It has been shown that caregivers of patients in VS and MCS experience high levels of physical, emotional, social, and financial burden and generally report worse health than general population [17]. Despite clinical differences in conditions of VS and MCS, there are no differences in perceived caregivers’ burden and distress between them [12]. Moreover, a study showed low economic profile of caregivers and poor physical and mental health as well as severe emotional burden, expressed in high levels of depressive and anxiety symptoms, decrease in leisure time, and continuous request for information from health professionals [17]. A recent study also show that the relation between depressive and anxiety symptoms, perceived burden and needs expressed is mediated by burden, where higher burden accentuates and lower burden mitigates the needs expressed by caregivers [18].

Previous research that studied attitudes and reactions of caregivers and family members towards patients in VS obtained similar findings. Results highlighted a reduction of personal interests, unsatisfactory family relationships, economic problems, and restrictions in social relationships [13, 19, 20]. High psychological burden, defined as mental health status and reported level of anxiety and depressive symptoms, was found in the study of caregivers of children in VS and MCS too [21]. Authors [22] have also found that caregivers’ perceptions about the patient in VS’ awareness of pain, light or darkness, taste, and verbal expression are related to what family members think about the pace and treatment of relative’s clinical condition; see also [23, 24]. More recently, a qualitative study from Israel addressed the meaning of being the wife of a patient in VS and reported two parallel and contrasting experiences: one characterized by an enhanced self-esteem and inner strength and the other filled with emotional grief, a sense of isolation, and diminished hope about the future [25].

Studies that address various issues related to being a caregiver, its consequences on daily life, on perception of a relative-patient, on role definition, and identity changes are mainly conducted with caregivers of terminally ill or chronically ill patients. Women caregivers of stroke survivors, for example, described their experience as losing the life that once was, characterised by feeling of being overwhelmed, missing personal time, and facing uncertain future [26]. Due to the changes related to the relatives’ health condition, stroke patients no longer seemed the same persons that the caregiver had known [27, 28]. Moreover, seventeen caregivers of persons with advanced cancer were interviewed about their role and the impact of caregiving on their lives. Male and female caregivers’ narratives indicated a common difficulty in defining their activities of taking care of the patient as a distinct role, and they describe their daily work as general support to the relative. Some caregivers also experienced a loss of self-identity and had difficulties in taking a break or receiving help [29].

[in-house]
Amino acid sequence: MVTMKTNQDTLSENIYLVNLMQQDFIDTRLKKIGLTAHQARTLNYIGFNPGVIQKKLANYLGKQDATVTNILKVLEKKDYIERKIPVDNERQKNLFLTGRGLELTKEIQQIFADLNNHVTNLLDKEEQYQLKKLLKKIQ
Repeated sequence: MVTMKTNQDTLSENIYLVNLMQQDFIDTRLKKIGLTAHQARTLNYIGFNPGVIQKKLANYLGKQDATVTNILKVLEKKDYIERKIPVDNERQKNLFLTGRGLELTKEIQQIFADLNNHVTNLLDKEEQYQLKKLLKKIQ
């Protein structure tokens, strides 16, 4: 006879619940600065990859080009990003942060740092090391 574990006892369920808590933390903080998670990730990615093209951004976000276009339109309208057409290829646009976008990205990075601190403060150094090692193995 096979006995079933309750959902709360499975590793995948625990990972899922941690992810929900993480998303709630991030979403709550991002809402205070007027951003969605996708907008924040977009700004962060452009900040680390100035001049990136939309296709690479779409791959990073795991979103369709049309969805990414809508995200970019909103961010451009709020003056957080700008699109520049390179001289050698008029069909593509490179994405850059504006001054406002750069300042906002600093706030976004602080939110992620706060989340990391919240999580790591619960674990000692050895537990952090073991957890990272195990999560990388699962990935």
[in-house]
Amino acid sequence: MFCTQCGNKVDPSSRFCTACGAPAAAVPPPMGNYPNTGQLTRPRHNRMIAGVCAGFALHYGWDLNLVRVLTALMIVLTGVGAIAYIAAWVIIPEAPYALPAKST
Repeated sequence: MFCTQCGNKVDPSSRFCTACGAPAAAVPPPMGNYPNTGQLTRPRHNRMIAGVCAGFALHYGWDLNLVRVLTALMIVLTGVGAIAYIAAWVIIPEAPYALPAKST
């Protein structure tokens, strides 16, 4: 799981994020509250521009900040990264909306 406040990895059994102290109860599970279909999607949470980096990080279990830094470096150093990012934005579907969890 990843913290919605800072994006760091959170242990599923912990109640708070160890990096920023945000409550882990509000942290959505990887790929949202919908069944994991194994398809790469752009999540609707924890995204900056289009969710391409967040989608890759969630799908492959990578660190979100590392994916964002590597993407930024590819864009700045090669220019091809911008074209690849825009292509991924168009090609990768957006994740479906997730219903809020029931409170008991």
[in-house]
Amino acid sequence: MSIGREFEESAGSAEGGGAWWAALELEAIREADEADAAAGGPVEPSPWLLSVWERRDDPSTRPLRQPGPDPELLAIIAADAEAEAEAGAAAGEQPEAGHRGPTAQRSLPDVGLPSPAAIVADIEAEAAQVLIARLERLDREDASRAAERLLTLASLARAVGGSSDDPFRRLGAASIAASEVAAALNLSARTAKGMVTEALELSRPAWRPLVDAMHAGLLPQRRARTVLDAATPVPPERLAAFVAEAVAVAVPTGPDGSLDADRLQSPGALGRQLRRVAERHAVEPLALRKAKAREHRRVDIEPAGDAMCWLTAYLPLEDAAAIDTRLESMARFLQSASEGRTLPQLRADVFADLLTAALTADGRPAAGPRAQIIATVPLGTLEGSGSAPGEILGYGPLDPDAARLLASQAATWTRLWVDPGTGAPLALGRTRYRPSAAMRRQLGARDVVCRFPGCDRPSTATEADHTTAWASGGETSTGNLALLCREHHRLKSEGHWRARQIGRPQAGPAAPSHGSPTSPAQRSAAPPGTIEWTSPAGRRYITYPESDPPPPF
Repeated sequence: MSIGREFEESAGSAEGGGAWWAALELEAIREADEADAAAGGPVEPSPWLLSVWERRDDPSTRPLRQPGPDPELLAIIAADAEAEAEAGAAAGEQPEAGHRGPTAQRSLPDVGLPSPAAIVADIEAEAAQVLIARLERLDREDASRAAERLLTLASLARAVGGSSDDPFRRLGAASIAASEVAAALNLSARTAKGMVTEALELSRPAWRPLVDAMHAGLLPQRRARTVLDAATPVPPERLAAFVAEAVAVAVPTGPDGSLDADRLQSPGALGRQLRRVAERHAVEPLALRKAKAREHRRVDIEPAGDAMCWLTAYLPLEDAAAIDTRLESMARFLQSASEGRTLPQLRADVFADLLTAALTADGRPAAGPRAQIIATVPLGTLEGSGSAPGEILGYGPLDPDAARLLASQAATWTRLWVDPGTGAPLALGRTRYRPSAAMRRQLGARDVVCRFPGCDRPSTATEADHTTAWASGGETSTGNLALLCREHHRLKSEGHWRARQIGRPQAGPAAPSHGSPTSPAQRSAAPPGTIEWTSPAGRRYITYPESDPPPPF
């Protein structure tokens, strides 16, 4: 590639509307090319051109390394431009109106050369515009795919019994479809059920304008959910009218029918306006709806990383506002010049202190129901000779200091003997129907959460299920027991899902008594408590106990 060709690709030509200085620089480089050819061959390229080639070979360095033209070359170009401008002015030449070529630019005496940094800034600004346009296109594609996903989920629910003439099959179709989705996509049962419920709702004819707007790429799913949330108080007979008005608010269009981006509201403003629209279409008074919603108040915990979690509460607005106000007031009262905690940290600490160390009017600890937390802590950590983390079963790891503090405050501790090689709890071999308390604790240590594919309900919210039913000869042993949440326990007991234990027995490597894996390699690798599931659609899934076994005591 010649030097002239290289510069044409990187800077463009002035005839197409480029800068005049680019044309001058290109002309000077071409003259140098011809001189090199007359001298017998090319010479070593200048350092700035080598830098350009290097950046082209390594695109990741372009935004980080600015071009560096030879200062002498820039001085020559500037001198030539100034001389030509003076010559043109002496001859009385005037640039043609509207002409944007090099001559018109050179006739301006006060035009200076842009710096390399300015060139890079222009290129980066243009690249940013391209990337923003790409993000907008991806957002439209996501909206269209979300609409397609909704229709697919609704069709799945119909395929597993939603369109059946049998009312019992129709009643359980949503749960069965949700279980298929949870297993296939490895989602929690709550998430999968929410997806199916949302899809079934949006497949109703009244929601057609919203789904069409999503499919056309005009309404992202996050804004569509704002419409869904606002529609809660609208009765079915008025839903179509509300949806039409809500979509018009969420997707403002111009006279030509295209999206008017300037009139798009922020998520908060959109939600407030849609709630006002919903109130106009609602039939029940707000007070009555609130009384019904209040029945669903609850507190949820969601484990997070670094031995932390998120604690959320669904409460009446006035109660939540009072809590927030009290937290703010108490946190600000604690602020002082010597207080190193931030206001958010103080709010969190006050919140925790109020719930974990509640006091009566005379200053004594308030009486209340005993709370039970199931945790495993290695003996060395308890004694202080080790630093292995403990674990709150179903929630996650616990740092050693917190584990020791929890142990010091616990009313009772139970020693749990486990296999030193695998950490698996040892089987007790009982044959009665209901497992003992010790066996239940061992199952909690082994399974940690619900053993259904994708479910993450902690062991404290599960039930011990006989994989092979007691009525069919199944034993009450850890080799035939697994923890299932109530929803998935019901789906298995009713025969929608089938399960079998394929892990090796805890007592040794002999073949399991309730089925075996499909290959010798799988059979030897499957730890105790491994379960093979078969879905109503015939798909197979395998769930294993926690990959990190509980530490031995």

Furthermore, a modified image of self was described by caregivers who had a dying family member at home. They reported reduced space for intimacy and privacy, as well as “interdependency” that was expressed in decreased autonomy of caregiver because the rhythm of his/her daily life was very dependent on the relative’s rhythm [30]. Similar findings came from a study on informal caregivers of patients at the end of life, where they reported a lack of identification with the caregiver’s role [31]. Loss of identity and the need to maintain their own sense of self were also described by caregivers of patients with different diagnoses, such as Alzheimer’s, Parkinson’s, heart diseases, and cancer [32]. Sensation of losing oneself was previously reported by family members of patients with Alzheimer’s disease. For spouses, women, and younger caregivers it was often a result of engulfment in the caregiver’s role [33].